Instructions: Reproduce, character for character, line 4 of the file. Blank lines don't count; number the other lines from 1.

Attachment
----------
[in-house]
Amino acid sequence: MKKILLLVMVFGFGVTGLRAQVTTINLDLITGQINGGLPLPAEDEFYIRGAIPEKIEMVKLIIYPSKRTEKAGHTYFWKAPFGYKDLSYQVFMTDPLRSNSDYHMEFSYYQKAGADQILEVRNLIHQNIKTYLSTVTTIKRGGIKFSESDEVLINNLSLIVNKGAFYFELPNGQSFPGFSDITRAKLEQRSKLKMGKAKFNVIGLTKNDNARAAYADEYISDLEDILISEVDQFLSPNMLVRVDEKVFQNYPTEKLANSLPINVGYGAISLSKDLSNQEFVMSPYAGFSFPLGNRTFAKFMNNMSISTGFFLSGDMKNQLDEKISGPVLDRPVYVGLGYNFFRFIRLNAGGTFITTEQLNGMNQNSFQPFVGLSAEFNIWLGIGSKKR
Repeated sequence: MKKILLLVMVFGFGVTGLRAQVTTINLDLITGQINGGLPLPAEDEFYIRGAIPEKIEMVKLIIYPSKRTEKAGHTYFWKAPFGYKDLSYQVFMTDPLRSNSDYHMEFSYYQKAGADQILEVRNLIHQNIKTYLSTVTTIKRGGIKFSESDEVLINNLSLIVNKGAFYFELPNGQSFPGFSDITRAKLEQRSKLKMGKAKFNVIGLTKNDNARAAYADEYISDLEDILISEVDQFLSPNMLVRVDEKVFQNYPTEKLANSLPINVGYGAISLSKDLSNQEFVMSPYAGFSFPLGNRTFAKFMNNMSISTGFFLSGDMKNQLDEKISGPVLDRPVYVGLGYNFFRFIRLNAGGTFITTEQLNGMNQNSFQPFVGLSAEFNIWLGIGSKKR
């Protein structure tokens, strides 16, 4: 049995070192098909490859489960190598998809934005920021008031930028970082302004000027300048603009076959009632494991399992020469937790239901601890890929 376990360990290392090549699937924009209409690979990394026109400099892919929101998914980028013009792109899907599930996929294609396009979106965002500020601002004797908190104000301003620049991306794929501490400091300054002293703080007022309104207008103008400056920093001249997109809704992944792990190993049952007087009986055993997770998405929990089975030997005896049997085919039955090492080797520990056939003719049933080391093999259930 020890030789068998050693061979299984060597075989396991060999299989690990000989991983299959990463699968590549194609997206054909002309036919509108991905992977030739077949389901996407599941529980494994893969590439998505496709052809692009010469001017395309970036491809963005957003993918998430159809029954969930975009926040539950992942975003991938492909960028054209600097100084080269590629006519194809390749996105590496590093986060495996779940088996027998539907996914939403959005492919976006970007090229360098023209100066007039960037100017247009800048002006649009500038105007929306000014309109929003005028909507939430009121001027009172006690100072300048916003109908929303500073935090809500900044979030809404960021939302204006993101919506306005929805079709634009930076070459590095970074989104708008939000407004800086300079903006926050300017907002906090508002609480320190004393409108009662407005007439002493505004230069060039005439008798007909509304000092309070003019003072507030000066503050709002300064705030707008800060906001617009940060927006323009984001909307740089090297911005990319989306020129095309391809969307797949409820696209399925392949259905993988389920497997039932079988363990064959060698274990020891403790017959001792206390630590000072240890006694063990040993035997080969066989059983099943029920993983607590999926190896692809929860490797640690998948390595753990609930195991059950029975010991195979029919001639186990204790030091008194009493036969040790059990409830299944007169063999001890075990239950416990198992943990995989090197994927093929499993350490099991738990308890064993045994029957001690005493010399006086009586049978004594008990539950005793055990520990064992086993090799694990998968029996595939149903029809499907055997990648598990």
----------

């Protein structure tokens, strides 16, 4: 049995070192098909490859489960190598998809934005920021008031930028970082302004000027300048603009076959009632494991399992020469937790239901601890890929 376990360990290392090549699937924009209409690979990394026109400099892919929101998914980028013009792109899907599930996929294609396009979106965002500020601002004797908190104000301003620049991306794929501490400091300054002293703080007022309104207008103008400056920093001249997109809704992944792990190993049952007087009986055993997770998405929990089975030997005896049997085919039955090492080797520990056939003719049933080391093999259930 020890030789068998050693061979299984060597075989396991060999299989690990000989991983299959990463699968590549194609997206054909002309036919509108991905992977030739077949389901996407599941529980494994893969590439998505496709052809692009010469001017395309970036491809963005957003993918998430159809029954969930975009926040539950992942975003991938492909960028054209600097100084080269590629006519194809390749996105590496590093986060495996779940088996027998539907996914939403959005492919976006970007090229360098023209100066007039960037100017247009800048002006649009500038105007929306000014309109929003005028909507939430009121001027009172006690100072300048916003109908929303500073935090809500900044979030809404960021939302204006993101919506306005929805079709634009930076070459590095970074989104708008939000407004800086300079903006926050300017907002906090508002609480320190004393409108009662407005007439002493505004230069060039005439008798007909509304000092309070003019003072507030000066503050709002300064705030707008800060906001617009940060927006323009984001909307740089090297911005990319989306020129095309391809969307797949409820696209399925392949259905993988389920497997039932079988363990064959060698274990020891403790017959001792206390630590000072240890006694063990040993035997080969066989059983099943029920993983607590999926190896692809929860490797640690998948390595753990609930195991059950029975010991195979029919001639186990204790030091008194009493036969040790059990409830299944007169063999001890075990239950416990198992943990995989090197994927093929499993350490099991738990308890064993045994029957001690005493010399006086009586049978004594008990539950005793055990520990064992086993090799694990998968029996595939149903029809499907055997990648598990």